Pozzi F, Snyder-Mackler L, Zenni J. Relationship between biomechanical asymmetries during a step up and over task and stair climbing after total knee arthroplasty. Clin Biomech 2015, 30: 78-85.
This study was designed to add to the existing knowledge about function following knee replacement. They investigated two (2) tasks with greater challenges to the body compared to walking on level surfaces. The tasks, stepping over an object and stairclimbing, were selected to determine the degree to which deficits and side-to-side differences existed six (6) months after surgery. Twenty (20) patients with unilateral Total Knee Arthroplasty (TKA) were compared to an age-matched control group. Comparisons between the operated and non-operated legs, as well as to the control group were performed.
Side-to-side comparisons provide a great measure of recovery, but can be influenced by existing deficits in the non-operated limb. Comparison with the control group provided information regarding functional recovery. The subjects performed functional tests on one day, and biomechanical tests on another day. The functional tests were Timed Up and Go (TUG), Stair Climbing Test (SCT), and the 6 Minute Walk (6MW). The TKS subjects covered 16% less distance during the 6MW. The deficits for the TKA subjects compared to the control group were 33% for the TUG and 41% for the SCT. All three tests suggest that these patients were not fully recovered by 6 months, which is not surprising. But what should movement practitioners work on to enhance the recovery of these patients / clients?
The results of the biomechanical testing portion of this study, along with the results of other studies, can give us some suggestions. When the operated leg was compared to the non-operated leg, isometric quadriceps strength (tested with the knee flexed 75 degrees) was 18% higher on the non-surgical side. During the step up and over functional task, the sagittal plane knee moment and knee power were reduced compared to the intact side. The operated side hip compensated for the knee by increasing the power to step up. When the operated side was accepting the load of stepping down, the absorption was decreased, and the knee flexion excursion was reduced.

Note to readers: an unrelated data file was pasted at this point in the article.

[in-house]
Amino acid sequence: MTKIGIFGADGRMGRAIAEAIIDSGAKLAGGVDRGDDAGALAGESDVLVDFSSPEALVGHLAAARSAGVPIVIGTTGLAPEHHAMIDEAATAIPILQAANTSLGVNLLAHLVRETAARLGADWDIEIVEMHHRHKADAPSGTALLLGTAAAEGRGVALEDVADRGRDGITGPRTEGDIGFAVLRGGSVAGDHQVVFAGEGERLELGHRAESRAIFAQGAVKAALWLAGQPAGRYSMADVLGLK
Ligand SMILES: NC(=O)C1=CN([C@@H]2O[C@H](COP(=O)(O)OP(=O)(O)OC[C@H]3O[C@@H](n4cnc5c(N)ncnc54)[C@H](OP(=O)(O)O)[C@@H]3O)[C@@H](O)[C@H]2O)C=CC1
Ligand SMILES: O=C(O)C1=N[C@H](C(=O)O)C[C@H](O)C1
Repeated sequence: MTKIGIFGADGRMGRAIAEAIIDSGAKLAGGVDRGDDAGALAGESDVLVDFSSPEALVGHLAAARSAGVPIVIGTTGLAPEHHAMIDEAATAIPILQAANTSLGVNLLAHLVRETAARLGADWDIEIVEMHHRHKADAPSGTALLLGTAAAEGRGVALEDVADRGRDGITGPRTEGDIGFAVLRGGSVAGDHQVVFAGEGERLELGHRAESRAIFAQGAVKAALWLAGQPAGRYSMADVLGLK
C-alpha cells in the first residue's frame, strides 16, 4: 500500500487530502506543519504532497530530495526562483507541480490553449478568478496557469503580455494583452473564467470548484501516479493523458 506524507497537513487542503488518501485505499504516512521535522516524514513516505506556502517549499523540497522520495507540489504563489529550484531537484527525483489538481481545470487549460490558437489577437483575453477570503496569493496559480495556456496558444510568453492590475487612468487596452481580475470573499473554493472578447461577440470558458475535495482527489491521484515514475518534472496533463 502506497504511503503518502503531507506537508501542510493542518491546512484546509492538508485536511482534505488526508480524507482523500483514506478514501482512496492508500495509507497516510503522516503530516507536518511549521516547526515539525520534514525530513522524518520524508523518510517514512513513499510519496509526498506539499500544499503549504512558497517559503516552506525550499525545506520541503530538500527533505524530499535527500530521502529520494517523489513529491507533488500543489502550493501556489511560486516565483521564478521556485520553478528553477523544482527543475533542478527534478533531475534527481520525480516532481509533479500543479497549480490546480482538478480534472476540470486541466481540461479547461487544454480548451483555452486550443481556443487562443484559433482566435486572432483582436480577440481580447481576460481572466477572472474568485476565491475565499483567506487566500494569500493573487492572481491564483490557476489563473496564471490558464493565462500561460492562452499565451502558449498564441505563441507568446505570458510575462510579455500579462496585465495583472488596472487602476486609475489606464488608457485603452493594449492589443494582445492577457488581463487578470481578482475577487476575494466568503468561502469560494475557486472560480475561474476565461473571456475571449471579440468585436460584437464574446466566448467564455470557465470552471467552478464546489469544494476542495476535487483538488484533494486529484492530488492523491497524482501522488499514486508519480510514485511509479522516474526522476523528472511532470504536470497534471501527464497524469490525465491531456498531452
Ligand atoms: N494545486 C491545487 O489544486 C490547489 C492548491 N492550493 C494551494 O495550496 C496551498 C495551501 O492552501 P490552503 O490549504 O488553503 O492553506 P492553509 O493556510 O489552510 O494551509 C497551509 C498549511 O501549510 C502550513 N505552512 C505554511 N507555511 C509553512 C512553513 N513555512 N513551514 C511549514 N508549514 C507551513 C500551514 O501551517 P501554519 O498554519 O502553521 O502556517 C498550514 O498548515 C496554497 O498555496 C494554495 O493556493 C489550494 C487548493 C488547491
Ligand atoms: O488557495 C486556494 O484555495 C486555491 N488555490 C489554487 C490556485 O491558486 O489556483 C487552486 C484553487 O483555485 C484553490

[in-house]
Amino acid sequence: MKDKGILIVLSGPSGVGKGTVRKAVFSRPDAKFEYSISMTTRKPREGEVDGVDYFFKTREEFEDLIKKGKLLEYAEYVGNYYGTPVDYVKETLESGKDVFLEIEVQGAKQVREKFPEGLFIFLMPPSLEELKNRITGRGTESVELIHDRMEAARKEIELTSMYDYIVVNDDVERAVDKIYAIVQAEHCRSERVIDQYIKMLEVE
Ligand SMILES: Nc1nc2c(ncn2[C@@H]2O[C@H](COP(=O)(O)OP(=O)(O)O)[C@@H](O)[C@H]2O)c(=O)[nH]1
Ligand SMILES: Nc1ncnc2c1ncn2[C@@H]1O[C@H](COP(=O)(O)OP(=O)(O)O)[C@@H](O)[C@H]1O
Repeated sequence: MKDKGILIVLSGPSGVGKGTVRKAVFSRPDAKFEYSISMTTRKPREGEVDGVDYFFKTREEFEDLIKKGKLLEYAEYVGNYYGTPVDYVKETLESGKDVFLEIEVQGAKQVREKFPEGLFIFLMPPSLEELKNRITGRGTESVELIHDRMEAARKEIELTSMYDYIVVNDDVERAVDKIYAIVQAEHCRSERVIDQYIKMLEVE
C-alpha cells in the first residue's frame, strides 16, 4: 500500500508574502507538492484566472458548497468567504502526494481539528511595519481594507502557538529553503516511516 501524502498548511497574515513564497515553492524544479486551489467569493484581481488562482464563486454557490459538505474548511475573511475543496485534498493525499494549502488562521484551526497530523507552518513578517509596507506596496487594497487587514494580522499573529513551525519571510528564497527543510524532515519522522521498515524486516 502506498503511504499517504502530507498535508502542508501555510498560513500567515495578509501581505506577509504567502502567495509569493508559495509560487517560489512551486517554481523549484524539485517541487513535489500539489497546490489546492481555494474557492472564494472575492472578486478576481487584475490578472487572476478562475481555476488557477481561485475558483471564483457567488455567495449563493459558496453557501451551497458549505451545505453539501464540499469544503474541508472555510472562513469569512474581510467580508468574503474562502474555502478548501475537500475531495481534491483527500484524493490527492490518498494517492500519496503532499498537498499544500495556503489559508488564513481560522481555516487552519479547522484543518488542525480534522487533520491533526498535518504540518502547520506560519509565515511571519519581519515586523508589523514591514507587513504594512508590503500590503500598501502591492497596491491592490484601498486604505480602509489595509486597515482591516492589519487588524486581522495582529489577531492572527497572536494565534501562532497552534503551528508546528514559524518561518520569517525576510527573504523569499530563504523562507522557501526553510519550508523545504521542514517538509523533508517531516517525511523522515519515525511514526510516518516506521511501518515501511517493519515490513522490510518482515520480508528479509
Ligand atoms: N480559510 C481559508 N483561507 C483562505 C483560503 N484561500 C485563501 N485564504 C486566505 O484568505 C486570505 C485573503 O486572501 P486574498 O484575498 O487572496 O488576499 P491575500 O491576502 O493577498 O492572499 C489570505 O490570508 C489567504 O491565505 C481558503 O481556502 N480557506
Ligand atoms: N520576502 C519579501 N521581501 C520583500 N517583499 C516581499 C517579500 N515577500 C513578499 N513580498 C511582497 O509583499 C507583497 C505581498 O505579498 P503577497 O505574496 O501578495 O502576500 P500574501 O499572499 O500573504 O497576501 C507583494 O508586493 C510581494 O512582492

If we focus on stepping up, it is actually a great compensation that the hip power on the operated side was increased. In fact, the “tweaking in” strategy of Applied Functional Science® would create movements that would purposely create more contribution from the hip extensors to reduce the load on the knee during the initial stages of rehabilitation or training. Once the task can be completed successfully and there is close to side-to-side symmetry, then the movement practitioner must design a strategy to gradually reduce the hip contribution in order to increase the knee power. This can be accomplished performing step up exercise by reaching with the arms to either increase or decrease the contribution of the hip.
When addressing the second deficit listed above (poor absorption during landing) the same “tweaking in” to “tweaking out” progression can be utilized. In addition to strength deficits, the patient / client might also be dealing with a lack of control that allows the knee to flex under load. The TKA patients had less knee excursion when landing. Even though the knee joint probably has plenty of knee flexion, the body will not use that motion unless it knows that it can be controlled. At Gray Institute®, this is referred to as Mostability™ (Mobility and Stability). Dr. Gary Gray says. “Mobility without Stability is Instability.” A “smart” body knows it can’t control the motion, so it limits the use of that motion to avoid the functional instability.
The Performance System in 3DMAPS® (3D Movement Analysis & Performance System) has two (2) options that are pertinent in this example. One is Elevated Lunge Leg and the other is Elevated Stance Leg. These positions combined with bilateral hand drivers in all three planes can be the strategy for” tweaking in” and “tweaking out.” One direction in each plane will “tweak in” more hip resources, while the opposite direction will “tweak out” hip resources forcing the knee to do more work.
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